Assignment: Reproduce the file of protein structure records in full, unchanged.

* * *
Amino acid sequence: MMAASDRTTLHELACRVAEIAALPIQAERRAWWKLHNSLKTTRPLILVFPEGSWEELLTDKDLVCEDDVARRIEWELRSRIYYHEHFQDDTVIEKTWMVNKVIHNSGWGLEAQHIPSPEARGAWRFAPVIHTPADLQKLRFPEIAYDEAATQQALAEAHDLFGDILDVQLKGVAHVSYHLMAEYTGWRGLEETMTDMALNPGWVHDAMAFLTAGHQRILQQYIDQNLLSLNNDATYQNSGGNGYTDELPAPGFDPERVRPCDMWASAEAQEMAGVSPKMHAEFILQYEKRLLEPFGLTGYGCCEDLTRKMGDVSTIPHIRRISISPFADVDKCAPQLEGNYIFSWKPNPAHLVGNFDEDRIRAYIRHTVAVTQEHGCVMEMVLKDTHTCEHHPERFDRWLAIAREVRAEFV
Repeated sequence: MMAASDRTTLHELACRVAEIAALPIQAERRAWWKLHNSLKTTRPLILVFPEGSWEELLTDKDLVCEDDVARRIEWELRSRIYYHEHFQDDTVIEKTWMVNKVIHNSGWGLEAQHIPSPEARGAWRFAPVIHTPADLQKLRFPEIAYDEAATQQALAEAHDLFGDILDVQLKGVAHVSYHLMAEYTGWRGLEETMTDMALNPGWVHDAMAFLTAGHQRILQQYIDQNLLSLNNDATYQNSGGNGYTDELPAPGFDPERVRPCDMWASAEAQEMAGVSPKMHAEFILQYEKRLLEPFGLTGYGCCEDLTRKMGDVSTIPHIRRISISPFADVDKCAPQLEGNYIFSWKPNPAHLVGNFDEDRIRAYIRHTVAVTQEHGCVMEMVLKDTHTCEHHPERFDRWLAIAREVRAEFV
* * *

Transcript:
Amino acid sequence: MMAASDRTTLHELACRVAEIAALPIQAERRAWWKLHNSLKTTRPLILVFPEGSWEELLTDKDLVCEDDVARRIEWELRSRIYYHEHFQDDTVIEKTWMVNKVIHNSGWGLEAQHIPSPEARGAWRFAPVIHTPADLQKLRFPEIAYDEAATQQALAEAHDLFGDILDVQLKGVAHVSYHLMAEYTGWRGLEETMTDMALNPGWVHDAMAFLTAGHQRILQQYIDQNLLSLNNDATYQNSGGNGYTDELPAPGFDPERVRPCDMWASAEAQEMAGVSPKMHAEFILQYEKRLLEPFGLTGYGCCEDLTRKMGDVSTIPHIRRISISPFADVDKCAPQLEGNYIFSWKPNPAHLVGNFDEDRIRAYIRHTVAVTQEHGCVMEMVLKDTHTCEHHPERFDRWLAIAREVRAEFV
Repeated sequence: MMAASDRTTLHELACRVAEIAALPIQAERRAWWKLHNSLKTTRPLILVFPEGSWEELLTDKDLVCEDDVARRIEWELRSRIYYHEHFQDDTVIEKTWMVNKVIHNSGWGLEAQHIPSPEARGAWRFAPVIHTPADLQKLRFPEIAYDEAATQQALAEAHDLFGDILDVQLKGVAHVSYHLMAEYTGWRGLEETMTDMALNPGWVHDAMAFLTAGHQRILQQYIDQNLLSLNNDATYQNSGGNGYTDELPAPGFDPERVRPCDMWASAEAQEMAGVSPKMHAEFILQYEKRLLEPFGLTGYGCCEDLTRKMGDVSTIPHIRRISISPFADVDKCAPQLEGNYIFSWKPNPAHLVGNFDEDRIRAYIRHTVAVTQEHGCVMEMVLKDTHTCEHHPERFDRWLAIAREVRAEFV